UT Beef and Forage Center

Native Warm-Season Grasses- Article

Pat Keyser

Dr. Pat Keyser, Professor and Director, Center for Native Grasslands Management

(865) 974-0644

pkeyser@utk.edu

Although having as much as 30% of a forage base in warm-season grasses is a great target for fescue belt cattle farms, trying to get there all at once is not a good idea. A much better approach is to convert a few acres at a time, working towards that goal incrementally. Once that threshold has been reached, you could graze much of your herd on the warm-season grasses all summer. But what should you do while working towards that goal, or for any other reason, you only have a few acres of native warm-season grasses?  Is there a way to take better advantage of that forage?  In a word, yes!
Let me start by addressing one approach that I would encourage you to avoid: simply building those few acres into your normal rotation. In that scenario, cattle will be going onto the natives, adjusting rumen microbes to a new forage, and just when they have made that adjustment, switching them to a different forage, requiring some level of adjustment all over again. Moving from one grass type to another is not as big a deal as switching from grass to a grain-heavy diet, for instance, but there can still be an adjustment period. When the forage they are going back to is an endophyte-infected tall fescue (like KY 31), that return trip can be rough. Such switching back and forth can wash-out the forage quality advantage of native grasses.

A better alternative would be to use the higher quality native grasses to optimize performance on a sub-set of your herd. Using the natives for heifer development might be the first priority. These animals are typically more sensitive to fescue toxicosis, require adequate rates of gain, and are important to get – and keep bred.  Assuming you are holding back enough heifers to replace 20% of your brood cows, maybe 8-10 animals for a 50-cow herd, you could carry them all summer on as many acres – or less, depending on the species of grass in question. And all that time, away from toxic forages. A similar approach would be to put second-calf heifers on the native grasses. Re-breeding these animals can be an issue and having a high quality, non-toxic, low-cost forage would help minimize rebreeding problems.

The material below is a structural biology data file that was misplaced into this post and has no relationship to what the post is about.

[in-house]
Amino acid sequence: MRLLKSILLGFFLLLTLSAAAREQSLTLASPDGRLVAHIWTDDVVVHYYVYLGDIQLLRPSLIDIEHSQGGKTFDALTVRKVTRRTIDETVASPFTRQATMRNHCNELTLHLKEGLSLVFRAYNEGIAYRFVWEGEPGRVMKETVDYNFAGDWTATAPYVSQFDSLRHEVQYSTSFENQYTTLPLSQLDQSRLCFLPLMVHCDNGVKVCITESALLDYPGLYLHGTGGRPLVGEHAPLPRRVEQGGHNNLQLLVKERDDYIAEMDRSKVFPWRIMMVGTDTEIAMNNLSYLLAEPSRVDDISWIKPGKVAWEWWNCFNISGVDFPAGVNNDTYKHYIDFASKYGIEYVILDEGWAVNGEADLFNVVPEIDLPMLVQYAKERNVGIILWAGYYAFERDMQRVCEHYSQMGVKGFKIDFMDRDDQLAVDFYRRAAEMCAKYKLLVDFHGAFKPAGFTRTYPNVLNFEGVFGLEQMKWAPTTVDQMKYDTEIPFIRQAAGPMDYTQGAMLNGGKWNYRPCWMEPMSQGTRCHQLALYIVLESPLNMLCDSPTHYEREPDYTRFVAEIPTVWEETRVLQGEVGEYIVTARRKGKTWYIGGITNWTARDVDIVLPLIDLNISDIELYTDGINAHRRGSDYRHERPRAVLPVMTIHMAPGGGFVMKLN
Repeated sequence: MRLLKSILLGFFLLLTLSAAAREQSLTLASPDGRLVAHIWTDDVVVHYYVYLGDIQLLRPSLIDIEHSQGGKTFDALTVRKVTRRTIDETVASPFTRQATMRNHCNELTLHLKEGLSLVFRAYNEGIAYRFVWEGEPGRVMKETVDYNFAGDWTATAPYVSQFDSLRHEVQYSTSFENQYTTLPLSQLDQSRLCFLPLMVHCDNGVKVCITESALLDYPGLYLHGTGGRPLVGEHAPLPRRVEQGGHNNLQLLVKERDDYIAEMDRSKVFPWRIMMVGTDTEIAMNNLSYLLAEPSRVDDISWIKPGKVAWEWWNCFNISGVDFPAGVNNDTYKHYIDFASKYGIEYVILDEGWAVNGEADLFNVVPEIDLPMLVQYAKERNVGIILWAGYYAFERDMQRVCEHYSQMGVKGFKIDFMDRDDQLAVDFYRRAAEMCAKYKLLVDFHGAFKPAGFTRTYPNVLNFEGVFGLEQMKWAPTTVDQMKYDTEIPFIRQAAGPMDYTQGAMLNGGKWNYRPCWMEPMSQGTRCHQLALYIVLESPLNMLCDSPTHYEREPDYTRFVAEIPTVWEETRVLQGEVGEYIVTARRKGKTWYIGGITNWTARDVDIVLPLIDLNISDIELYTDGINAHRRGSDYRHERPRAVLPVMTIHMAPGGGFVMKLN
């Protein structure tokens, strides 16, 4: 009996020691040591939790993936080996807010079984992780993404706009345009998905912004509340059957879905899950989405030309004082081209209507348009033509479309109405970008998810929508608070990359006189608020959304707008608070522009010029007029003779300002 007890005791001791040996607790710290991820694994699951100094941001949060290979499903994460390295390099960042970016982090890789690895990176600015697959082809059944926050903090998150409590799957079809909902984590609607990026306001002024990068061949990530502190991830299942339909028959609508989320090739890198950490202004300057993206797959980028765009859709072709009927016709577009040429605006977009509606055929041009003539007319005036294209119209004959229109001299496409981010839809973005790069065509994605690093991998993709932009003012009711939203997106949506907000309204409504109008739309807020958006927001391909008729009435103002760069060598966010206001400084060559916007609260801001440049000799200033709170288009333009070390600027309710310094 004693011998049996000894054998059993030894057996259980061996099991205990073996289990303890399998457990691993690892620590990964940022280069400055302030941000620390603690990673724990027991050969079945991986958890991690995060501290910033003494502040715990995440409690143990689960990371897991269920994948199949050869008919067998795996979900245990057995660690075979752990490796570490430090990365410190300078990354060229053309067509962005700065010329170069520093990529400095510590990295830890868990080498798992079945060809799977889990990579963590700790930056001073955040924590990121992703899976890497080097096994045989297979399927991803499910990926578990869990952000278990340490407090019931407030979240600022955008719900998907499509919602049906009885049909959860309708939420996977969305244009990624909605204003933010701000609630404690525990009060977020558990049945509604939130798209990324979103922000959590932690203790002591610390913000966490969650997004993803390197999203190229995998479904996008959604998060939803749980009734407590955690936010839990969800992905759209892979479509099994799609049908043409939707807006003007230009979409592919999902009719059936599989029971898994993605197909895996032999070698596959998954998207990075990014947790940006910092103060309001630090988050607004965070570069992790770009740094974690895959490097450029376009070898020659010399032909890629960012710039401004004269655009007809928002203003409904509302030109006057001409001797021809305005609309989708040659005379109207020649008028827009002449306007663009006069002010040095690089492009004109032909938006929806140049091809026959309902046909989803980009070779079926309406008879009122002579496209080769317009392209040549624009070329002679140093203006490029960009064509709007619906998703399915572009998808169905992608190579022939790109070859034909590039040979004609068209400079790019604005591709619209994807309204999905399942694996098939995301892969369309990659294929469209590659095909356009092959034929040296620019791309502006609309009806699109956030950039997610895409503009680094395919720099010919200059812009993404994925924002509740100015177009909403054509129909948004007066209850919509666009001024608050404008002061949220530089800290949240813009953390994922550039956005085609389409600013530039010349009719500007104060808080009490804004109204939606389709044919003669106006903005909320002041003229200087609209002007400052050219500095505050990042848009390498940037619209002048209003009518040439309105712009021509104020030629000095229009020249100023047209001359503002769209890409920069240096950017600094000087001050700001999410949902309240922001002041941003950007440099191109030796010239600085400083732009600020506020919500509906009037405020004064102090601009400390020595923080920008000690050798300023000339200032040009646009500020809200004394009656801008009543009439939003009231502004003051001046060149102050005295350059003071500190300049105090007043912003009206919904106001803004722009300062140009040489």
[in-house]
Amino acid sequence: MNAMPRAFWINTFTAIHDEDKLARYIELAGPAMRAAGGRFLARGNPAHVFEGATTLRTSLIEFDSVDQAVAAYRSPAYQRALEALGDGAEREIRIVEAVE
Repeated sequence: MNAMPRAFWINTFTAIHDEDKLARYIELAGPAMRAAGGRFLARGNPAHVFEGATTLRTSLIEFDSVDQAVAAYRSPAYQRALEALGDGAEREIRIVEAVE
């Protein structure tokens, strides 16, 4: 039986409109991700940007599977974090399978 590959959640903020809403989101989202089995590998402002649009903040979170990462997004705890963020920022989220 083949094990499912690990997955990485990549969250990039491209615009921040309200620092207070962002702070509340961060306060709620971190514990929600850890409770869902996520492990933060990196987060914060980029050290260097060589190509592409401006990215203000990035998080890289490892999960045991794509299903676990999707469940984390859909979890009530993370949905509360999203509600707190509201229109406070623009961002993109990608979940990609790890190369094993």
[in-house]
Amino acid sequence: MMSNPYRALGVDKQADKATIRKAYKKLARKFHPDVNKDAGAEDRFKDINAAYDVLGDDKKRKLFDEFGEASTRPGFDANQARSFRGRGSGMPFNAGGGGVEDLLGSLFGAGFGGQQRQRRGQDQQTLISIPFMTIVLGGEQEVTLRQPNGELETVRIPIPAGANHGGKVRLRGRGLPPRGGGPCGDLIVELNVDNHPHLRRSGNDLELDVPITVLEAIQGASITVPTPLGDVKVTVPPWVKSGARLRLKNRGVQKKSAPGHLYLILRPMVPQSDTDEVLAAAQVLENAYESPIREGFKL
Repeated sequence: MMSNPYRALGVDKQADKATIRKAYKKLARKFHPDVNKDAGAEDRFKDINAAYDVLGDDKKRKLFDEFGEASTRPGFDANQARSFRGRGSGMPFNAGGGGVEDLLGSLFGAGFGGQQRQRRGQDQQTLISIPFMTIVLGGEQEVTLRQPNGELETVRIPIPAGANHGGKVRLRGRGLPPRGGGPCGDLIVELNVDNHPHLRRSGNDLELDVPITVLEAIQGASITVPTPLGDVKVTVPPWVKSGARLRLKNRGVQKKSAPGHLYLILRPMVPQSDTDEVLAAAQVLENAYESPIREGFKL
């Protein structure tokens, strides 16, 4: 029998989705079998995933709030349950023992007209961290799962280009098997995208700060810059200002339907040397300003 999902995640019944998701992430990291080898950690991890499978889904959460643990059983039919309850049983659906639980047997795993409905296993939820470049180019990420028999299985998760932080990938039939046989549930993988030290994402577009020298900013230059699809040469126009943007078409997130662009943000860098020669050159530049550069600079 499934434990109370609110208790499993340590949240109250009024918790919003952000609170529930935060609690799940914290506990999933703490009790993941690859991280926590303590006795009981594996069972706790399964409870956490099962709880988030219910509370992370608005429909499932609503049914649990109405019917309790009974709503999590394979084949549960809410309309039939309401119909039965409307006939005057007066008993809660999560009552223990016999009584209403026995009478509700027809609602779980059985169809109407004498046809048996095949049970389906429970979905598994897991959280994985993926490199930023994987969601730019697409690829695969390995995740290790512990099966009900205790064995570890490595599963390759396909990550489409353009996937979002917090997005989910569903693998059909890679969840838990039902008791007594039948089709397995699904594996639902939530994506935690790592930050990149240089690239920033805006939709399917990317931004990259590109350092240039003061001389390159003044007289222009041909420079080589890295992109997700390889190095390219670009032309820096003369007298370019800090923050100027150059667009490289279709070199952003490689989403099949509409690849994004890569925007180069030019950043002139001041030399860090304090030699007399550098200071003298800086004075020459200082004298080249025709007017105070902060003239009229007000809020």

Another good option, for fall-calving herds anyway, is to use the limited acres of native grass pasture for backgrounding calves. If you are weaning fall calves in May, that is perfect timing for moving these calves onto a forage that can produce as much as 200 pounds of gain for as little as $0.25-$0.30 per lb over a 90 or so day summer grazing season. Studies at UT have shown that this approach provides consistently positive rates of return, despite softening in markets over those months and the larger size classes (8 vs. 6 cwt) that sell for lower per pound prices. For heifer calves, these same forages can provide a good leg-up on development and attaining puberty in a timely and cost-effective way.

During drought periods, taking advantage of the more reliable summer production of the natives is also a benefit a few acres of these grasses can provide. During such droughts, heifers should still be a priority for using the natives, but in fall herds, third-trimester cows may also be a consideration.
Strategic use of small acreages of native grasses under one of the approaches described above can assure you get the best return on the investment in the short run.